Name: Chris Barlow
Work Wanderers Retreat: Bali
What type of remote work do you do?
I run my own independent WordPress website building company. What that involves is sourcing clients, advertising myself online, getting referrals from friends or previous clients and then designing & implementation of these sites, working closely with clients and designers. I also set up all hosting and optimize their sites to improve SEO.
Why did you decide to become a digital nomad?
I am previously from London and the cost of the commute & living definitely drains on finances and I realized I can make a similar amount of money outside of London. Probably more hours and harder work as well as being reliant on my own work ethic, but it’s far more rewarding, giving me the time to explore an island in beautiful warm weather and being able to stay in a luxurious villa, far better than the setup back home.
Where have you traveled?
I have been on a six-month adventure traveling non-stop. I started in Hong Kong and then flew to Fiji. Fiji was epic! Hopped from one island to another and did some snorkeling amongst stunning coral reefs and scuba-dived with bull sharks (the scariest thing I’ve ever done). I then went to New Zealand for just over a month and hiked up some beautiful mountains – the scenery was unforgettable, would love to go back! I then headed to Australia and managed to see quite a bit, going from Melbourne to Sydney and then up the Gold Coast to Cairns. Next stop was Vietnam. Rode a motorbike in North Vietnam for 3 days which was the best experience ever! Stopped over in Bangkok for a few days and then headed all the way to the US and did a road trip from California to Vegas. Hired a bright orange mustang GT Sport and had the time of my life driving it from LA to San Francisco. Lastly, I jumped on a plane to Bali and joined this retreat.
What challenges do you face as a Digital Nomad?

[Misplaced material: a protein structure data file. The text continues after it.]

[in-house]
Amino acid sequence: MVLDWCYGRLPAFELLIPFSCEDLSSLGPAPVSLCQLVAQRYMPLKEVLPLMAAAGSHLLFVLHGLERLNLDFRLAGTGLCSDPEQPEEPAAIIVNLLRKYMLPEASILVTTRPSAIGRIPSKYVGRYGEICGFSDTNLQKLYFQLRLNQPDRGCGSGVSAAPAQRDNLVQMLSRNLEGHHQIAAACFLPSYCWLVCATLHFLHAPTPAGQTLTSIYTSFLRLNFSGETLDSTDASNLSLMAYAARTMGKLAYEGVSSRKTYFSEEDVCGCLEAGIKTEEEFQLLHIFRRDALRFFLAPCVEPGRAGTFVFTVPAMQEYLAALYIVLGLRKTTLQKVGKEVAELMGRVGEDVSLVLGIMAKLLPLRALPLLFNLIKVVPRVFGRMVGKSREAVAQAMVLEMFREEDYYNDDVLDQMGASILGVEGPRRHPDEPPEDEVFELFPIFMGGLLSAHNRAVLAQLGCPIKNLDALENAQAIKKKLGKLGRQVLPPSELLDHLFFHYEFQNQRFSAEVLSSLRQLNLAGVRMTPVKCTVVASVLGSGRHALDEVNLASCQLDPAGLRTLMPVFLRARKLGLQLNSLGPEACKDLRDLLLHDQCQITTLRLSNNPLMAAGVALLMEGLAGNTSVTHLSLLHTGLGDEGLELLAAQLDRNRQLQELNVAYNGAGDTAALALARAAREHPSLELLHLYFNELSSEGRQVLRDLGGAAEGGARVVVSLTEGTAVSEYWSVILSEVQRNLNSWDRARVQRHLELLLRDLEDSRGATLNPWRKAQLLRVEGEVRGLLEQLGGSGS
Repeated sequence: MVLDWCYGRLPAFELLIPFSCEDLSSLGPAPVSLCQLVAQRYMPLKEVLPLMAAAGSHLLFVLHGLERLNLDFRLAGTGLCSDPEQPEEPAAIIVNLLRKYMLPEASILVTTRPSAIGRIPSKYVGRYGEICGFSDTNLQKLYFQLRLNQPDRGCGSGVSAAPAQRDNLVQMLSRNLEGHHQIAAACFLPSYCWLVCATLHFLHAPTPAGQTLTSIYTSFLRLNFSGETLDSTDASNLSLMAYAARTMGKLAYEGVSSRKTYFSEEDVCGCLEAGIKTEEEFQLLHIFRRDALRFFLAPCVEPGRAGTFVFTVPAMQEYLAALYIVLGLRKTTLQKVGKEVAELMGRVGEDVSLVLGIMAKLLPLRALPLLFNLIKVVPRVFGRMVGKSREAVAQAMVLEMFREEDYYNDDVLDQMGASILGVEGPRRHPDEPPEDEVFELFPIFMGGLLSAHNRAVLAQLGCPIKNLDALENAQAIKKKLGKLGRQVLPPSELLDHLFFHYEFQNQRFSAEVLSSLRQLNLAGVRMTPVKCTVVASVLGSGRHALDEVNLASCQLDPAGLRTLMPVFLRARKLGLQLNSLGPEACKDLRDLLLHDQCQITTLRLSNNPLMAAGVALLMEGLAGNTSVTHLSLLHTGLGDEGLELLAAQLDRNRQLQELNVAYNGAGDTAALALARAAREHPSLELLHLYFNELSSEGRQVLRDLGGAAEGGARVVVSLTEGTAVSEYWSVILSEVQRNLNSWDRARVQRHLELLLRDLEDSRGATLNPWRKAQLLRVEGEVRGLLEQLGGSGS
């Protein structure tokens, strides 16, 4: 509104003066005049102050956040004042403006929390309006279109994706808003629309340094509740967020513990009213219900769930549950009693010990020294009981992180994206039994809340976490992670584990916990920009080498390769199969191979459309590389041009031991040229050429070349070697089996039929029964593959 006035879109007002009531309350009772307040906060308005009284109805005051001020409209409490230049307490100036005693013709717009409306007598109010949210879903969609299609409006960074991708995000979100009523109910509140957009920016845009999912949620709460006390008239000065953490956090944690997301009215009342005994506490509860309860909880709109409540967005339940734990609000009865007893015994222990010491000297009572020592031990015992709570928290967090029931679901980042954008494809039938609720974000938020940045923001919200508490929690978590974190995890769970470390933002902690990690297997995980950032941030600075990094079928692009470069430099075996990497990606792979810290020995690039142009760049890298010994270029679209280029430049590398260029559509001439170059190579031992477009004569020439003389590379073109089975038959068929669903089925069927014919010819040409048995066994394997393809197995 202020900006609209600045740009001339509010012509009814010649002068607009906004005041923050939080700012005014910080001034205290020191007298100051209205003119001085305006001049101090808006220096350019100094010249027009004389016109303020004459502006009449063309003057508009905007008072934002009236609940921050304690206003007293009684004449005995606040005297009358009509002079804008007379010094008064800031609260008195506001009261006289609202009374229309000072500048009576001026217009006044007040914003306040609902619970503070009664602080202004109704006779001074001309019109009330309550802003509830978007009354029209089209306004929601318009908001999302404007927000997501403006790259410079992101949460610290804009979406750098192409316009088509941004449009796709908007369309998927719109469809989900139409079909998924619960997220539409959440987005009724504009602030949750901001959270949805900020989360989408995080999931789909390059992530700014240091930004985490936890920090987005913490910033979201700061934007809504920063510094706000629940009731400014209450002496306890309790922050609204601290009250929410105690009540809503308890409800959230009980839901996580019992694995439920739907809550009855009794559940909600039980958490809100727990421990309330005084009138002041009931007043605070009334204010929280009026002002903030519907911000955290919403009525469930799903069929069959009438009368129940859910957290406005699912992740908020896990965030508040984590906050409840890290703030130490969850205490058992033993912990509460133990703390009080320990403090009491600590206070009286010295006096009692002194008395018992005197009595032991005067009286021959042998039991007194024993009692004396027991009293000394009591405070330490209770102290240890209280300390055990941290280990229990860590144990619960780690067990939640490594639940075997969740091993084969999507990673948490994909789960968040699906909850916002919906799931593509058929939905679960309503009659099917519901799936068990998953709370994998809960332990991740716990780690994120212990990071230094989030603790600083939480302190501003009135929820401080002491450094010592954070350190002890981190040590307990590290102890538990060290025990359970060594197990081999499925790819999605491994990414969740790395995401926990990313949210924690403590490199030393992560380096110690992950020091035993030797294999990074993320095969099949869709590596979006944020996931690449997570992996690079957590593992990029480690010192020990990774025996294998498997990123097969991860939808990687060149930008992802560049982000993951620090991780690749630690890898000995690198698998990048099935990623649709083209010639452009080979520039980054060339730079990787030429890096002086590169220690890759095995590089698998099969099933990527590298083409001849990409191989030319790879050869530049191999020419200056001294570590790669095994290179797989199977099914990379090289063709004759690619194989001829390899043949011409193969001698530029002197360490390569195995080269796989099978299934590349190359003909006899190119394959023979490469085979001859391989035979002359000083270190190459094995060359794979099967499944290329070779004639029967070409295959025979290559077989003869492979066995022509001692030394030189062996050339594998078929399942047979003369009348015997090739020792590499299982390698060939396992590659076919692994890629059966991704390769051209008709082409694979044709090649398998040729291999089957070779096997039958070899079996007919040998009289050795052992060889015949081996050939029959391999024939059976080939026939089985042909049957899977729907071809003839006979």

The main challenge right now is not having a steady income. Another challenge I found is finding a structure to work remotely. Having a desk and setting time to work is necessary to stay productive. I found this quite difficult when traveling as I met quite a lot of cool people along the way and had a fear of missing out (FOMO). This is mainly because I was traveling aloneand didn’t want to miss out on social opportunities.
Why did you join a Work Wanderers retreat?
I was looking to slow travel and needed some structure. It offered everything I needed such as cool co-working space, beautiful accommodation, and a community to immediately embed myself in. I was looking to meet some people, learn some new skills while getting work down and this co-working/co-living retreat seemed like the perfect option.
How has your Work Wanderers experience been?
The people I have met have definitely been a highlight for me. Made some great friends and established a good network. Not only from a professional context, but personal as well as I expect to go visit some of the friends I have made in different parts of the world! I also enjoyed the structure it offered and I actually was able to remain productive for once.
What advice would you give someone looking to become a digital nomad?
It’s important to understand what you may be leaving behind. You do leave friends and family as well as a working environment that is stable and supportive. One thing I missed is the relationships I developed in the work environment when you’ve been around for 6 months to a year. When working independently, you don’t necessarily have that but you do meet friends as you travel which allows you to grow your network substantially. The monetary aspect that you save is also a big factor as you don’t need to live in an expensive city like London or spend hours commuting to and from work every day. Being a digital nomad allowed me to put my money and savings towards better things I wanted to do, like travel the world.
Follow more of Chris’s adventures!